As a Black theater artist in DFW, what kind of conversations are you having with other BIPOC artists, and also with white people who want to be allies, about the change and momentum around the protests of police brutality/murders of Black people, and also the Dear White American Theater letter and petition.

Stay informed, self-educate, and be an advocate for change. This is the main message that I push for everyone. Although this show does not explore the issues of Police Brutality/Social and Political inequality of BIPOC individuals, we do find ourselves, as the free thinkers we all are, discussing these topics during breaks or after rehearsal. Naturally, we as a company are very mindful of the current political and social climate of the DFW Theatre Community as well as in this country. Hence the reason Prism is very adamant about showing where our support lies. As far as I am concerned, upon discovering Prism Movement Theatre and working for Prism for the past three years, we have always collaborated and performed with a diverse group of artistic mediums and talents. But this is diversity in every way, meaning content, talent, artistic team, partnerships, etc. I have gotten a chance to collaborate with other artists of color and experience an array of culture and artistic expressions. But I have never felt Prism attempting to fill a BIPOC token quota. Literally, every production I have been involved with, whether talent or creative team member, the discussion involves how to cast the production that stays true to the narrative we want to tell.

 

What changes would you like to see in DFW theater?

I would love to hear more stories from fellow BIPOC about how comfortable they felt in an audition. Or about how they were excited to do a new or existing work that didn't involve the same stereotypical narratives reserved for BIPOC. And there are truly a few companies in DFW Theatre that have been doing this. But for the vast majority that don't or struggle to do so, change up your artistic team/production season or actually listen to BIPOC colleagues you already have. Representation is key. People wonder why they have to see 20 different theatres do Mamma Mia in the same season and it's because you are catering to the same audience. It's hard being in a show that some of your family won't relate to because they can't see themselves in the story. Show support by hiring BIPOC individuals on the creative teams and producing stories that speak to others, whether that is BIPOC, LGBTQ+, differently abled, or economically/socially disadvantaged. And actually speak out about injustices. Just don't be completely silent. And if you are worried about losing money, then you are only contributing to the systemic oppression that exists because people continue to sell out for a coin.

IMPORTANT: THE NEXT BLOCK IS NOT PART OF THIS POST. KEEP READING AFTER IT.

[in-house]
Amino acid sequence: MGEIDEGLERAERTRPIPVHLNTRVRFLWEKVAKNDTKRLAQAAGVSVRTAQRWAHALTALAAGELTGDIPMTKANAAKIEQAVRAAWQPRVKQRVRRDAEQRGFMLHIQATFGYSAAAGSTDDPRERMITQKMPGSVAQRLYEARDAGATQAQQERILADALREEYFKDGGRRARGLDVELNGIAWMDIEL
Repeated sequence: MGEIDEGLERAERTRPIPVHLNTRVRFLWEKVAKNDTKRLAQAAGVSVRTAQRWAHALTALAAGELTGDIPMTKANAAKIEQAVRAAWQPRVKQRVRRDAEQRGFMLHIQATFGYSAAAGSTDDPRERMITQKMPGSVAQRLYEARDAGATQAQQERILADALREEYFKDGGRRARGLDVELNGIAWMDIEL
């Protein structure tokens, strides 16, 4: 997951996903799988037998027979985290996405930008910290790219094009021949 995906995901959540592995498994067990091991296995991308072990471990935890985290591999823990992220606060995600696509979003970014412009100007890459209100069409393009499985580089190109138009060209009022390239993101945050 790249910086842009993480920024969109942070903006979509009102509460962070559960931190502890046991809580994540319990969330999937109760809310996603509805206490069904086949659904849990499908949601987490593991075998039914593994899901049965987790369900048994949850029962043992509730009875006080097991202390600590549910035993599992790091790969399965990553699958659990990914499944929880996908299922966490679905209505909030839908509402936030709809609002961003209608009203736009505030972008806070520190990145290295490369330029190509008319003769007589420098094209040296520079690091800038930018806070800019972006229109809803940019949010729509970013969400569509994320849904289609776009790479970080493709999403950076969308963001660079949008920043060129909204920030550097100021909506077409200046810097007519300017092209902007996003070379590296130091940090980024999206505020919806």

The reality of the pandemic is that the shutdowns could go through the end of 2020, at least. We've seen how artists have responded so far, with online, Zoom and drive-in art ... is that sustainable if it is the only option for the foreseeable future?

If it is truly the only option for the foreseeable future, it has to be sustainable. We, as artists, are often forced to adjust to several restraints, even before the pandemic. Across various artistic mediums, I have seen everyone adapt to the drastic changes that were brought about due to the pandemic. Not saying that every company will survive but art itself will continue to adapt and thrive as it always does. And the people who love to experience said art will continue to support it.

 

Anything else to add?

I would do a disservice to myself and my entire team (creative, talent, technical, and volunteers) if I don't emphasize the importance of collaboration across the board. Having a literal squad of people that support your vision is key to success in any production. Everyone put full love and support in each other to make this happen. And it kept me pushing through all of the challenges. There isn't a challenge that can't be beat when you have an excellent team, family even at this point. We will all make it through this together. Everything Will Be Fine.


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Q&A: Kwame David Lilly
A chat with the director and choreographer of the drive-in theater experience Everything Will Be Fine from Prism Movement Theater, performed in a parking lot.
by Mark Lowry